In the following month, we attended our second nonprofit which was the Second Mile Mission Center. When we got there they also gave us a small tour of the place as well as an informative talk about how they began doing what they do and what it is they provide for the community. They explained how they provide food for those families who don’t have the resources to buy it on their own, as well as how they have emotional and financial assistance for these families to get back on their feet. So that day we¬†helped by registering the families, making sure they got the correct number in the order they came in (which is really important to them), and by distributing the food out in the back. Once all the families went through, we went to the pantry where we made over 700 boxes of food for the next open pantry. We were all so tired at the end of it, but still left with smiles on our faces after seeing right then and there the help we had given that day.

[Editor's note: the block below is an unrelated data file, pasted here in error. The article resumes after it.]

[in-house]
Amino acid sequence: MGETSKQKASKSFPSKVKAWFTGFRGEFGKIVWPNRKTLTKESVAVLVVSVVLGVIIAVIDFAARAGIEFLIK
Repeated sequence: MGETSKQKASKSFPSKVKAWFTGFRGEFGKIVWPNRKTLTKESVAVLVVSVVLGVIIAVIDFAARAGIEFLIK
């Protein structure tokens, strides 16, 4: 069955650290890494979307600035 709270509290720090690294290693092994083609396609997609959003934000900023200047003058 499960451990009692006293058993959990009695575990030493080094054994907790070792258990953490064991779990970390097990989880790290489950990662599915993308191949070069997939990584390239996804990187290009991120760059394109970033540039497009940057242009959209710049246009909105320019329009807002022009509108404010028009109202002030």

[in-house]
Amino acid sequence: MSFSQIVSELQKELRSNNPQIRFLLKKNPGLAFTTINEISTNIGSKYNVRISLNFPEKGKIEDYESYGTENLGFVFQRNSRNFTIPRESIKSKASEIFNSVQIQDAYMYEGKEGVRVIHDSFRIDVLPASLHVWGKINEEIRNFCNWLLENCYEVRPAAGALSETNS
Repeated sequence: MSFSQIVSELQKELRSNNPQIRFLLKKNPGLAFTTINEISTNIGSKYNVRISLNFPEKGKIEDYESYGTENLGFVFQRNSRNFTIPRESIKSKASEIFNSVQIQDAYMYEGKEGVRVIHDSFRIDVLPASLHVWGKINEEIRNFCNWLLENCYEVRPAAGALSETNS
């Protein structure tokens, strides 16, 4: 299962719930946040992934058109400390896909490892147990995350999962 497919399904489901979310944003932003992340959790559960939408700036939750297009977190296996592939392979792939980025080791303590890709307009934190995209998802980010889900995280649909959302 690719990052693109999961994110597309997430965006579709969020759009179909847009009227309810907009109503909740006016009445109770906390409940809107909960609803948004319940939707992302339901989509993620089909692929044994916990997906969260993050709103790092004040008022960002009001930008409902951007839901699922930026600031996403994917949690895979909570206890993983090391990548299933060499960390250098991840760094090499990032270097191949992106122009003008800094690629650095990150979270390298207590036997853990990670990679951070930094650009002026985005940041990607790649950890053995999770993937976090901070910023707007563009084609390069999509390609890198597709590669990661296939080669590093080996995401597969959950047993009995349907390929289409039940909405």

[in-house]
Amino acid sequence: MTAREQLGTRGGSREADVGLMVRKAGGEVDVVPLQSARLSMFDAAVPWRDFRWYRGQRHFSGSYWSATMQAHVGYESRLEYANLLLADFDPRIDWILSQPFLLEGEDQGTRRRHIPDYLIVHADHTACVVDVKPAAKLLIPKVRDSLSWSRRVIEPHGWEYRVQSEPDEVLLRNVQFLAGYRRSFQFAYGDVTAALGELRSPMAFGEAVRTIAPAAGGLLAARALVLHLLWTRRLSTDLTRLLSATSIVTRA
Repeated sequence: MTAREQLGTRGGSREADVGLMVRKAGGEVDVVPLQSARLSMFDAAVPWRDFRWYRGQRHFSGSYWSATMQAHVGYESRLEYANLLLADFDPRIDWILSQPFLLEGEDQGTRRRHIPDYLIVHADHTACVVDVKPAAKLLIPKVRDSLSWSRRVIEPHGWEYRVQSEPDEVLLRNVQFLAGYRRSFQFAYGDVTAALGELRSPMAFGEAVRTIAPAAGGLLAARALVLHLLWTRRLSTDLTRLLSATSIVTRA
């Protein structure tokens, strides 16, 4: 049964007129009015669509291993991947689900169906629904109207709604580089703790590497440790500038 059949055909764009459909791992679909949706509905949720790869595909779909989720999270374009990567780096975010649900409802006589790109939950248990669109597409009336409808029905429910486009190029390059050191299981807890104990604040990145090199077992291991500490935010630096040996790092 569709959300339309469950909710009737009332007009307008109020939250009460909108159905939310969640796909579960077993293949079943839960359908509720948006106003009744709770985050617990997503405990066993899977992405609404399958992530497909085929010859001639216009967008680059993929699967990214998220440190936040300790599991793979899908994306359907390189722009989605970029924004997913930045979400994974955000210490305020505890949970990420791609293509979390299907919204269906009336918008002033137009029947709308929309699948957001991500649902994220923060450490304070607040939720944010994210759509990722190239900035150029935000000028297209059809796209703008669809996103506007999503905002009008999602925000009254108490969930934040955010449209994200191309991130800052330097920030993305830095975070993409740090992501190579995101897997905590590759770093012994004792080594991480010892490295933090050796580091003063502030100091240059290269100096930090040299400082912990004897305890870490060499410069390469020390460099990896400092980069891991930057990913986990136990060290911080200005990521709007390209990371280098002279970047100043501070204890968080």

The last individual group session we went to was with Second Mile Mission/Fort Bend Family Promise, which happened to be my personal favorite. From the moment we got off the bus we were put to work with no time wasted. We were divided into four groups, and each group was given a family in need whom we were to compete in certain activities for. This might have been the most personal session because we were actually able to spend some time to get to know the family we were helping. We made signs and slogans representing the families and their values, planted a couple of trees, did some more gardening, and washed cars; all of which we were ways to be able to earn money for our assigned families. Though it was cold and rainy, we did our best to make sure those families got the rewards they rightfully deserved while still having a fun time doing it.